Sante’s Hermit Cookies Recipe
My friend Sante shared his hermit recipe with me - a simple, drop-style, spice cookie loaded with tiny currants, chopped walnuts, and finished with a bit of icing.
The other night I was enjoying dinner with my friend Sante and a few others. Sante is a fun person to chat with because he's one of those guys who never runs out of stories - or opinions for that matter. Some of you may know him from his days as the chef at the Slow Club here in San Francisco. Late in the evening the topic of conversation turned to Christmas cookies. Sante started talking about hermits - a cookie he makes regularly for a friend who loves them. I had no idea what he was talking about. I'd never heard of a hermit cookie. He went on to describe a simple, drop-style, spice cookie loaded with tiny currants and chopped walnuts, finished with a bit of icing.
A few things I've learned after making my first batch of hermits...Hermits are really good the day they are baked and iced. They are even better the day after - the icing develops a bit of a crust and the spices seem to meld together. Hermits are perfect with a cup of coffee in the morning. They are great on a holiday cookie plate. They are great with a cup of tea in the afternoon, and they are simple to make. The chewy, nuttiness along with warm flavors like cinnamon, allspice, and cloves strike a nice balance, and I kept thinking to myself - this might make a delicious muffin batter.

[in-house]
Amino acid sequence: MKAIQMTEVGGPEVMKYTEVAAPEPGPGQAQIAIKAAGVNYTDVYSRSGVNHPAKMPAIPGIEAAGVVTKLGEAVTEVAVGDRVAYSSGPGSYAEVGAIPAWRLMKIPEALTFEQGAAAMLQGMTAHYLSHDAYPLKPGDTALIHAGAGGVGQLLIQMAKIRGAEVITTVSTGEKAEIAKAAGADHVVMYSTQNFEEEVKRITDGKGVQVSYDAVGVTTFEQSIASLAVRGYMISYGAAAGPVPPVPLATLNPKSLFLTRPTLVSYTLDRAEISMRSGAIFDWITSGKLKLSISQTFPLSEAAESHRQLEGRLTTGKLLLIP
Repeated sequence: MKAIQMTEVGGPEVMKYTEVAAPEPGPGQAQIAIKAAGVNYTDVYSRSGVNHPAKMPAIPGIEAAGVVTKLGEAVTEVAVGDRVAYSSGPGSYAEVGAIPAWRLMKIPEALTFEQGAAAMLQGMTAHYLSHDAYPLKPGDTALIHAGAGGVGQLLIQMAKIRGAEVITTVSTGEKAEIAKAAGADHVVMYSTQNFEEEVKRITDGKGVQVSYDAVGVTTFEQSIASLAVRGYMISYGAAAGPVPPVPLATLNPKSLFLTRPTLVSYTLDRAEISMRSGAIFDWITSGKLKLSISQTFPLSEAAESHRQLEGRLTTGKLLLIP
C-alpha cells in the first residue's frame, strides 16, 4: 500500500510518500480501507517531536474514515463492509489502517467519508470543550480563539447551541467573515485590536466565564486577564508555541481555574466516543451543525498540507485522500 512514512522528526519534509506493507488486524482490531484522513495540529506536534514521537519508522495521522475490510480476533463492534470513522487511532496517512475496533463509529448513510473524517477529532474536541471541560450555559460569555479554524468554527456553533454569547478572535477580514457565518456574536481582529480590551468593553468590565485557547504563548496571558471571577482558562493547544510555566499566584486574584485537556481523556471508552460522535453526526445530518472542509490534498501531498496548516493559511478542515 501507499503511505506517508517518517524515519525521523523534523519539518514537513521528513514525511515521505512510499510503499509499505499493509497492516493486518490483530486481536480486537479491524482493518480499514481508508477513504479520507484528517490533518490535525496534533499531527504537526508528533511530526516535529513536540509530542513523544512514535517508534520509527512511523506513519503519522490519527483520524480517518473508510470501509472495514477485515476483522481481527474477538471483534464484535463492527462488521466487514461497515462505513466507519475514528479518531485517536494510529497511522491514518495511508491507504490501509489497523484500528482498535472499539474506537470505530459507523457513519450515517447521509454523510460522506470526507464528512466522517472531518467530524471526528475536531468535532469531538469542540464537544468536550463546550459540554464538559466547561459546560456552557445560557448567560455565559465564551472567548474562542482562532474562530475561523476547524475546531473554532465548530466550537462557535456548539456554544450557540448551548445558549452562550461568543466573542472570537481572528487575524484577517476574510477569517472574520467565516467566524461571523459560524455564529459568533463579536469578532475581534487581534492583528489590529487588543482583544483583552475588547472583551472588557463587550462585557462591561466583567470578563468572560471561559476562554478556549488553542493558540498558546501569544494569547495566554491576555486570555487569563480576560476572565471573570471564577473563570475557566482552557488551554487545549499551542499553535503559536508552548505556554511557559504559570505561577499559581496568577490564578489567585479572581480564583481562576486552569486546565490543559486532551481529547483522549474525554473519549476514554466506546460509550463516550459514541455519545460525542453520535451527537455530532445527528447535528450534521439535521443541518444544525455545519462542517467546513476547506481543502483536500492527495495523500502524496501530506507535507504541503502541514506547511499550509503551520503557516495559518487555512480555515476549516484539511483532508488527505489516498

I made a couple tweaks to Sante's version of hermit cookies using the ingredients in my own pantry. And truth be told, I accidentally overlooked the "chill for one hour" instructions with no negative consequences - my dough was a bit tacky, but the cookies still turned out fine. I think I also went a bit heavy on the icing, but no one around here was really complaining.
For those of you still on the hunt for Christmas cookie recipes, I've compiled a bunch from past holidays into once place.
Sante's Hermit Cookie Recipe
I use whole wheat pastry flour here, but you can substitute unbleached all-purpose flour if that's what you have on hand.
1 1/2 cups whole wheat pastry flour (or unbleached all-purpose)
2 teaspoons aluminum-free baking powder
1/2 teaspoon fine grain salt
1/2 teaspoon ground cloves
1 teaspoon ground cinnamon
1 teaspoon ground allspice
1/2 cup unsalted butter, room temperature
1 cup natural cane sugar, sift out any chunks
1 large egg
1 teaspoon pure vanilla extract
1 cup currants
1 cup walnuts, chopped
1/4 cup milk
1 cup organic powdered sugar, sifted
4 - 5 tablespoons heavy cream
1 teaspoon pure vanilla extract
Preheat the oven to 350F degrees. Racks in the top and bottom third.